COVID-19 has taken an extraordinary toll on humanity in a few short months. The respiratory illness has killed over 22,000 people as of this writing and has caused global stock markets to come off of historic highs and drop toward recession. Governments around the world have responded to this crisis by cordoning off citizens and spending money at a breakneck pace. The United States’ similar response will have long-term impacts that may affect your financial planning today. This is the subject of today’s post – and an extension of my earlier post on financial planning in a bear market, which you can find here.
The U.S. began 2020 already in a tenuous spot financially – the country ran $1 trillion deficits in 2018 and 2019, and the Federal Reserve’s balance sheet was unexpectedly stretched in the fall of 2019 when the Fed injected over $200 billion into the overnight lending markets (and promised to continue providing liquidity to these markets through April 2020). Complicating matters for retirees, 2020 was to be the first year since 1982 that Social Security paid out more than it takes in, beginning a trend that is expected to continue into the next century.
Then COVID-19 arrived.
Over the last month, global stock markets have been heading toward recession, interest rates have dropped to almost zero, and the U.S. has committed to putting at least $700 billion more into the economy through a new quantitative easing program. This week, the Federal Reserve announced that they will be purchasing corporate bonds for the first time and that they will print as much money as it takes to “support smooth market functioning and effective transmission of monetary policy to broader financial conditions and the economy.” All of this is happening while Congress debates at least another trillion dollars in relief spending.
Adding trillions of dollars in spending when already running trillion-dollar deficits is a dangerous way to budget, although it’s true that desperate times may call for desperate measures. In the case of the U.S., this is a bill that will one day be paid by our future selves and by our children, most likely in the form of higher taxes. As families consider the financial planning alternatives available to them during this public health crisis, they would be wise to keep an eye on the government’s response to the crisis to gauge how it may impact tax rates and the family cash flow in the future.
Income tax planning often involves weighing whether it is better to pay taxes at today’s rates than at rates in the future. Today’s top federal income tax rate is 37%. This top marginal rate is low by historic standards, as the top bracket has been under 37% in only 22 of the last 100 years (and it was below 35% for just 12 of those years). The top marginal federal income tax bracket is already scheduled to increase to 39.6% in 2026.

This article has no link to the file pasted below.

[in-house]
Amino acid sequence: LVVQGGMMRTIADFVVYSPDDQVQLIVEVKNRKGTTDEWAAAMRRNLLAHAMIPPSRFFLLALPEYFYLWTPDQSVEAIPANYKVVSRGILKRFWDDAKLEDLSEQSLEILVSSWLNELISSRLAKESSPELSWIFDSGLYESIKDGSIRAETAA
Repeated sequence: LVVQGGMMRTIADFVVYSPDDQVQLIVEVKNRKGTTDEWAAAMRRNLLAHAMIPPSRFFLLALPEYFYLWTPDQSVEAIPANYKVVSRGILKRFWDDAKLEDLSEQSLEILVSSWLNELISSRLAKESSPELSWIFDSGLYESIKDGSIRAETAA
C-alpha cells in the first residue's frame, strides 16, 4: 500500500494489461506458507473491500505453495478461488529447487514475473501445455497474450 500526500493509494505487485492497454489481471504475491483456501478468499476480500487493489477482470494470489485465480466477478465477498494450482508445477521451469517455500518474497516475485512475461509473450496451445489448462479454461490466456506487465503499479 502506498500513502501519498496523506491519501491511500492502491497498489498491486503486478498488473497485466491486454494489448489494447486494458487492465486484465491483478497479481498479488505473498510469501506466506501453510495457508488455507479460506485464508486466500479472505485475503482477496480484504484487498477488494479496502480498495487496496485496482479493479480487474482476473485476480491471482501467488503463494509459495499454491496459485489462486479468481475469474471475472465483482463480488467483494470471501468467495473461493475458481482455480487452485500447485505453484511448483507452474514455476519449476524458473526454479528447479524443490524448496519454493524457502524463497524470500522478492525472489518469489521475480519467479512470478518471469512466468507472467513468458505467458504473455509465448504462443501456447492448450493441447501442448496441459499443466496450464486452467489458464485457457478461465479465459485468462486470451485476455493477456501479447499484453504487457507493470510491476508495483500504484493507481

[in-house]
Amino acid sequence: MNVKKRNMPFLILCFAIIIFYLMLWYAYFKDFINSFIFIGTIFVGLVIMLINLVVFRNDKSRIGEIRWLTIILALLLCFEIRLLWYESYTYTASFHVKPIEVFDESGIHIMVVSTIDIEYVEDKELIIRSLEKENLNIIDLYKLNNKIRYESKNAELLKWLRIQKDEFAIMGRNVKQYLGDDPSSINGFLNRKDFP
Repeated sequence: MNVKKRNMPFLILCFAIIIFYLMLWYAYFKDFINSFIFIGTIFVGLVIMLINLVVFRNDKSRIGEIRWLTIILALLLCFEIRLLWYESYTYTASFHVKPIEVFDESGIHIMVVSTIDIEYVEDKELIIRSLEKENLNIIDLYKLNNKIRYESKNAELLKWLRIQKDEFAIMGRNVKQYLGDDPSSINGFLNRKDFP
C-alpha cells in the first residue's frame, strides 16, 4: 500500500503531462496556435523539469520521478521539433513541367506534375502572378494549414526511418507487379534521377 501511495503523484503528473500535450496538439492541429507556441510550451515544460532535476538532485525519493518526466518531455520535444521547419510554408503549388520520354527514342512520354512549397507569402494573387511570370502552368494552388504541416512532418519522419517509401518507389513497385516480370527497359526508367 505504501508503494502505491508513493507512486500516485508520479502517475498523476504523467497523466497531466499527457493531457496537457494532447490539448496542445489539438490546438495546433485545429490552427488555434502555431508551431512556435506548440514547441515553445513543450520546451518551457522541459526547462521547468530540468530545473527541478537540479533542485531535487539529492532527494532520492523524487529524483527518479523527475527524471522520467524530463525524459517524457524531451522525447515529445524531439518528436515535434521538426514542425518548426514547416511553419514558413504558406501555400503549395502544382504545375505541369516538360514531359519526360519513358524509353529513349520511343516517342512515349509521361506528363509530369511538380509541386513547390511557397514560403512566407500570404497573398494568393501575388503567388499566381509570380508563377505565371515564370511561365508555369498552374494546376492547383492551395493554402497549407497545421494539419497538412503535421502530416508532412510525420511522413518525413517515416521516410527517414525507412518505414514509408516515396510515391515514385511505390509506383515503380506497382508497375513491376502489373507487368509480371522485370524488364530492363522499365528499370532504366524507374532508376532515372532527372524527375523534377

Should spending on COVID-19 recovery efforts increase the need to generate income tax revenue, these marginal rates may increase sooner than scheduled, and the rate may move closer to historic norms (the top rate was above 60% from 1932-1981 and was over 90% through the 1950s). Each of the remaining Democratic candidates for President is proposing substantial increases to the income tax burden felt by the highest income earners. Changes to the income tax system are generally not made retroactively, so families considering strategies that result in the generation of 2020 taxable income – Roth IRA conversions or withdrawing from Inherited IRAs, for example – ought to check with their accountant to make sure they are safe under the current rules. Couples making over $400,000 (and individual taxpayers making over $200,000) are in the highest two brackets and should take a hard look at these strategies, as it may be a long time before paying income taxes is as cheap as it is now.
The same analysis holds true as it relates to estate taxes: Fewer families are subject to the tax now than in prior years (the amount exempt from federal estate tax has gone from $600,000 per person in 1997 to $11.58 million per person in 2020), and those who pay the tax are doing so at a lower rate (the top rate was 55% in 1997 compared to the top rate of 40% in 2020). The Federal Estate Tax Exemption is set to drop to about $5.5 million per person in 2026. Estate planning attorneys have a variety of tools that help families gift their estate exemptions and, in an election year in which Democratic candidates are discussing changing the exemption to $3-5 million per person and increasing the rates, families whose net worth exceeds $6 million should pay close attention to these developments.
Current circumstances may make it difficult to focus on long-term planning. But for families that are choosing to engage in this sort of strategic thinking right now, 2020 presents a wealth of planning opportunities that may not last. Please contact our team if you would like to talk about how these issues affect you and your family.